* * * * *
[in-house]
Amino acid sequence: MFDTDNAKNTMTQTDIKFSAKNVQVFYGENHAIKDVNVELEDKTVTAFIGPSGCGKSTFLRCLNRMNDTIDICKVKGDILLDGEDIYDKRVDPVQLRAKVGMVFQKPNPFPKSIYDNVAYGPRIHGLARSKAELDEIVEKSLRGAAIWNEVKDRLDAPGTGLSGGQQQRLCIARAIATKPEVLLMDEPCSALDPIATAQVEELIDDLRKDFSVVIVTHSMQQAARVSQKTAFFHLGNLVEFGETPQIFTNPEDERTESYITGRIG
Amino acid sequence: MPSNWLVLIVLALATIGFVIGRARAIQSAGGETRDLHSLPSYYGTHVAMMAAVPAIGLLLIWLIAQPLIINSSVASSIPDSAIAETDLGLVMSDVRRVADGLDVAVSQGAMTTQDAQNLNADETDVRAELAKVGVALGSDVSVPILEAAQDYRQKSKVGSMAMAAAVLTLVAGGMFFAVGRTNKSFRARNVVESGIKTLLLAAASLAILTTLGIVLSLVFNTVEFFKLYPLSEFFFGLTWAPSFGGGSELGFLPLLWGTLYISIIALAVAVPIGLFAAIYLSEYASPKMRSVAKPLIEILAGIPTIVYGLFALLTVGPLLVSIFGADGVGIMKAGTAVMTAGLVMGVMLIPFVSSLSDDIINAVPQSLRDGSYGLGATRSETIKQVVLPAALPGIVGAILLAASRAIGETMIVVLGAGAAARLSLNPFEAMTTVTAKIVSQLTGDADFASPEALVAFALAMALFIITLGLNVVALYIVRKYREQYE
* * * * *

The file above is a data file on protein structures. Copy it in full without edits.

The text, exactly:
[in-house]
Amino acid sequence: MFDTDNAKNTMTQTDIKFSAKNVQVFYGENHAIKDVNVELEDKTVTAFIGPSGCGKSTFLRCLNRMNDTIDICKVKGDILLDGEDIYDKRVDPVQLRAKVGMVFQKPNPFPKSIYDNVAYGPRIHGLARSKAELDEIVEKSLRGAAIWNEVKDRLDAPGTGLSGGQQQRLCIARAIATKPEVLLMDEPCSALDPIATAQVEELIDDLRKDFSVVIVTHSMQQAARVSQKTAFFHLGNLVEFGETPQIFTNPEDERTESYITGRIG
Amino acid sequence: MPSNWLVLIVLALATIGFVIGRARAIQSAGGETRDLHSLPSYYGTHVAMMAAVPAIGLLLIWLIAQPLIINSSVASSIPDSAIAETDLGLVMSDVRRVADGLDVAVSQGAMTTQDAQNLNADETDVRAELAKVGVALGSDVSVPILEAAQDYRQKSKVGSMAMAAAVLTLVAGGMFFAVGRTNKSFRARNVVESGIKTLLLAAASLAILTTLGIVLSLVFNTVEFFKLYPLSEFFFGLTWAPSFGGGSELGFLPLLWGTLYISIIALAVAVPIGLFAAIYLSEYASPKMRSVAKPLIEILAGIPTIVYGLFALLTVGPLLVSIFGADGVGIMKAGTAVMTAGLVMGVMLIPFVSSLSDDIINAVPQSLRDGSYGLGATRSETIKQVVLPAALPGIVGAILLAASRAIGETMIVVLGAGAAARLSLNPFEAMTTVTAKIVSQLTGDADFASPEALVAFALAMALFIITLGLNVVALYIVRKYREQYE